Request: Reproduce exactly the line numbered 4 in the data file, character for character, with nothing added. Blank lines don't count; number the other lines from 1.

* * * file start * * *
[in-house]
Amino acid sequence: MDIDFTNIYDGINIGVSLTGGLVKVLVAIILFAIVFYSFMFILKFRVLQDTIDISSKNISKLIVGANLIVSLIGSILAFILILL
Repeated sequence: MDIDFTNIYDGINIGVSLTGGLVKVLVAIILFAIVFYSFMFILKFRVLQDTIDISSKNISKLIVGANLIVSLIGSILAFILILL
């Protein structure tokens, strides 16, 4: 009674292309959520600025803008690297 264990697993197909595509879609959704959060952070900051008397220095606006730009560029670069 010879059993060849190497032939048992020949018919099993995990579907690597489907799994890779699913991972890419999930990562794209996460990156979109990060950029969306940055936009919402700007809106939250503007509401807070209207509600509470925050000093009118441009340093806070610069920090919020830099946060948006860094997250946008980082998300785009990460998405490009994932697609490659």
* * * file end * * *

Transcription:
């Protein structure tokens, strides 16, 4: 009674292309959520600025803008690297 264990697993197909595509879609959704959060952070900051008397220095606006730009560029670069 010879059993060849190497032939048992020949018919099993995990579907690597489907799994890779699913991972890419999930990562794209996460990156979109990060950029969306940055936009919402700007809106939250503007509401807070209207509600509470925050000093009118441009340093806070610069920090919020830099946060948006860094997250946008980082998300785009990460998405490009994932697609490659």